See also: infusé

English edit

Etymology edit

From Middle English infusen, from Latin infusus, from infundo.

Pronunciation edit

  • IPA(key): /ɪnˈfjuz/
  • (file)
  • Rhymes: -uːz

Verb edit

infuse (third-person singular simple present infuses, present participle infusing, simple past and past participle infused)

  1. (transitive) To cause to become an element of something; to insert or fill.
    • 1989 April 15, Richard F. Tremblay, “Two Days”, in Gay Community News, page 8:
      Like every day this hellish summer, someone will come to infuse me with four hours with amphotericin, a weed-killer somewhat effective against cryptococcal meningitis.
  2. (transitive) To steep in a liquid, so as to extract the soluble constituents (usually medicinal or herbal).
    • 1806-1831, John Redman Coxe, The American Dispensatory
      One scruple of the dried leaves is infused in ten ounces of warm water.
  3. (transitive) To inspire; to inspirit or animate; to fill (with).
  4. (transitive) To instill as a quality.
  5. (intransitive) To undergo infusion.
    Let it infuse for five minutes.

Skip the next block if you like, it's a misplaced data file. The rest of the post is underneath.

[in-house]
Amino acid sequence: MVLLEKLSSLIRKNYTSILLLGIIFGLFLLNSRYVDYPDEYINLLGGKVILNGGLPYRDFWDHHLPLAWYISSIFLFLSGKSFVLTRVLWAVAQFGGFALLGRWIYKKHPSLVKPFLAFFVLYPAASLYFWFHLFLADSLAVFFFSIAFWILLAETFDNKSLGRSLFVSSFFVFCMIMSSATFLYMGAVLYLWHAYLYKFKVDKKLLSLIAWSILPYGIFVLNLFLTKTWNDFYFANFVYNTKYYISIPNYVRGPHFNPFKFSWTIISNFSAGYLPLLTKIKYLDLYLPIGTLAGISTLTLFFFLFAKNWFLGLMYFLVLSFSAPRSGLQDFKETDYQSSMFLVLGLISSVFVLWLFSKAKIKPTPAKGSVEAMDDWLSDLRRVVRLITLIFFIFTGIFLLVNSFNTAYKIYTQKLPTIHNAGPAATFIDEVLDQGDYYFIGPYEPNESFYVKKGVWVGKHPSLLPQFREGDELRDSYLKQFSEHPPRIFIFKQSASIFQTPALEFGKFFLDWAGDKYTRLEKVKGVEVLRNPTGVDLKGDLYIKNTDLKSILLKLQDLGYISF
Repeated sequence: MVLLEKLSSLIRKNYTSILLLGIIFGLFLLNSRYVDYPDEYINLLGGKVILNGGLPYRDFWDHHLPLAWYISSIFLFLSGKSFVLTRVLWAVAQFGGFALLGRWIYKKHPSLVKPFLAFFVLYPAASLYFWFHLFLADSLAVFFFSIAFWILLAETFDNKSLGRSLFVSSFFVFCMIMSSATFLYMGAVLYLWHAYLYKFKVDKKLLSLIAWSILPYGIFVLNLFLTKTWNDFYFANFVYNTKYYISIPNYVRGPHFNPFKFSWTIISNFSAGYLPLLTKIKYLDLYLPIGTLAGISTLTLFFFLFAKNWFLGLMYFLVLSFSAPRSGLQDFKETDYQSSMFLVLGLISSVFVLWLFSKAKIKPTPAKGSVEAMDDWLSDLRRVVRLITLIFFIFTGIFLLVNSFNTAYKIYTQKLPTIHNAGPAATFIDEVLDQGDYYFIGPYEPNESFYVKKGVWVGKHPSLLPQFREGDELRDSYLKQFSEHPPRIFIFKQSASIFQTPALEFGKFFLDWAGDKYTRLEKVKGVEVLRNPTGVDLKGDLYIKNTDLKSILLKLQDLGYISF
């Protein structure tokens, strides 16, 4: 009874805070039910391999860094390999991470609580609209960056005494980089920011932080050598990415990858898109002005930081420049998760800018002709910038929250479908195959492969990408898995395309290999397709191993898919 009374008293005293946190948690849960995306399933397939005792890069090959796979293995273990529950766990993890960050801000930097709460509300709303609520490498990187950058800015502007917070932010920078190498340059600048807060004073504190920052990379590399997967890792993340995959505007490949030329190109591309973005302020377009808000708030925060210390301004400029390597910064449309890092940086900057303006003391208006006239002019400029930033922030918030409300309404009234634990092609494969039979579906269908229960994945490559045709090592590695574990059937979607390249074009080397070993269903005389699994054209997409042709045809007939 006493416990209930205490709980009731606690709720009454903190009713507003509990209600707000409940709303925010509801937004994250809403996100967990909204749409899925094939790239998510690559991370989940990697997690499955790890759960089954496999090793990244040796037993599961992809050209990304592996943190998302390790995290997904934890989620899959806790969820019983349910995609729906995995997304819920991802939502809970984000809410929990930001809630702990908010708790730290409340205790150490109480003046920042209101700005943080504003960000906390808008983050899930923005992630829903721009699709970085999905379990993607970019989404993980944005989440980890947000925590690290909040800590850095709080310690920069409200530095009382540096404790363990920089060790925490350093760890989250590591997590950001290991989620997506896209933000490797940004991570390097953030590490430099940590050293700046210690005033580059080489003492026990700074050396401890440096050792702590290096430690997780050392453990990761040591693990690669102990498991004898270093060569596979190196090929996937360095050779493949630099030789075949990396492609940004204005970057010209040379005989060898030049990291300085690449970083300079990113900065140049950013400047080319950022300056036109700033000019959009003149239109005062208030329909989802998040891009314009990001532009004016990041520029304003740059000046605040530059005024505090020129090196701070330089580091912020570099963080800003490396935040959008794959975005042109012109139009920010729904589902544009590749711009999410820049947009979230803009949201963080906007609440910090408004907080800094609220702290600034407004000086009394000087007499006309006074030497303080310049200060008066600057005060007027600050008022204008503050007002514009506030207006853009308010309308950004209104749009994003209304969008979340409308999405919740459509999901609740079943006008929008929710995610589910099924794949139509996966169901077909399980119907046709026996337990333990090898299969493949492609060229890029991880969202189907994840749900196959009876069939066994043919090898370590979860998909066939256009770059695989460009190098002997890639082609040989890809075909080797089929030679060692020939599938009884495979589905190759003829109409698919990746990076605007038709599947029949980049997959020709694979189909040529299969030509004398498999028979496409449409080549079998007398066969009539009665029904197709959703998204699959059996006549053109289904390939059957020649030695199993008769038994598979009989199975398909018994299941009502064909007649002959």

6. (transitive) To make an infusion with (an ingredient); to tincture; to saturate.
    • 1631, Francis [Bacon], “(please specify |century=I to X)”, in Sylua Syluarum: Or A Naturall Historie. In Ten Centuries. [], 3rd edition, London: [] William Rawley; [p]rinted by J[ohn] H[aviland] for William Lee [], →OCLC:
      if you infuse Rubarb for an hour ; and crush it well, it will purge better, and bind the Body less after the purġing, than if it stood Twenty four hours
  7. (transitive, obsolete) To pour in, as a liquid; to pour (into or upon); to shed.
    • 1668, John Denham, The Progress of Learning:
      That strong Circean liquor cease t’infuse.

Derived terms edit

Related terms edit

Translations edit

See also edit

References edit

  • 1902 Webster's International dictionary.
  • 1984 Consise Oxford 7th ed.

French edit

Adjective edit


  1. feminine singular of infus

Italian edit

Pronunciation edit

  • IPA(key): /inˈfu.ze/
  • Rhymes: -uze
  • Hyphenation: in‧fù‧se

Etymology 1 edit

Verb edit


  1. third-person singular past historic of infondere

Etymology 2 edit

Participle edit

infuse f pl

  1. feminine plural of infuso

Latin edit

Participle edit


  1. vocative masculine singular of īnfūsus